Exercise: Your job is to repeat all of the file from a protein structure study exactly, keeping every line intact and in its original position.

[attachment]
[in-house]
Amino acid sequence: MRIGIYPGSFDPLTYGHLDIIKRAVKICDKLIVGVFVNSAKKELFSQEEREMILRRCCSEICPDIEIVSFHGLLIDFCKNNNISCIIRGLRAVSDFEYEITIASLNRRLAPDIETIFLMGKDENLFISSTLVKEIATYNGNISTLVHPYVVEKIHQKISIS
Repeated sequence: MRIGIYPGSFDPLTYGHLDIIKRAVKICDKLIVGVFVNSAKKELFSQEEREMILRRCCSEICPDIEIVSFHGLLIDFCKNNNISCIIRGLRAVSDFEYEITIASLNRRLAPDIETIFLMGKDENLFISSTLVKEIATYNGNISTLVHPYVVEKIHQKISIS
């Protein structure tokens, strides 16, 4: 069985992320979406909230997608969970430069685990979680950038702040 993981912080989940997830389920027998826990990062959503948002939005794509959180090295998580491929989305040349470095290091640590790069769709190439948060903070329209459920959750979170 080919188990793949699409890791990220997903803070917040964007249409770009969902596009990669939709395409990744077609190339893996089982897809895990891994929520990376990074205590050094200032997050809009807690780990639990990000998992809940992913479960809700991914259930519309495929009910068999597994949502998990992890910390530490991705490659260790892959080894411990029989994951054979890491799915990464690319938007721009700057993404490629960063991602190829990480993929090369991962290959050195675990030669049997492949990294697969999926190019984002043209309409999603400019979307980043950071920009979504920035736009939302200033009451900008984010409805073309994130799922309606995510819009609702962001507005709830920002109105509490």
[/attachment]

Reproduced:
[in-house]
Amino acid sequence: MRIGIYPGSFDPLTYGHLDIIKRAVKICDKLIVGVFVNSAKKELFSQEEREMILRRCCSEICPDIEIVSFHGLLIDFCKNNNISCIIRGLRAVSDFEYEITIASLNRRLAPDIETIFLMGKDENLFISSTLVKEIATYNGNISTLVHPYVVEKIHQKISIS
Repeated sequence: MRIGIYPGSFDPLTYGHLDIIKRAVKICDKLIVGVFVNSAKKELFSQEEREMILRRCCSEICPDIEIVSFHGLLIDFCKNNNISCIIRGLRAVSDFEYEITIASLNRRLAPDIETIFLMGKDENLFISSTLVKEIATYNGNISTLVHPYVVEKIHQKISIS
């Protein structure tokens, strides 16, 4: 069985992320979406909230997608969970430069685990979680950038702040 993981912080989940997830389920027998826990990062959503948002939005794509959180090295998580491929989305040349470095290091640590790069769709190439948060903070329209459920959750979170 080919188990793949699409890791990220997903803070917040964007249409770009969902596009990669939709395409990744077609190339893996089982897809895990891994929520990376990074205590050094200032997050809009807690780990639990990000998992809940992913479960809700991914259930519309495929009910068999597994949502998990992890910390530490991705490659260790892959080894411990029989994951054979890491799915990464690319938007721009700057993404490629960063991602190829990480993929090369991962290959050195675990030669049997492949990294697969999926190019984002043209309409999603400019979307980043950071920009979504920035736009939302200033009451900008984010409805073309994130799922309606995510819009609702962001507005709830920002109105509490």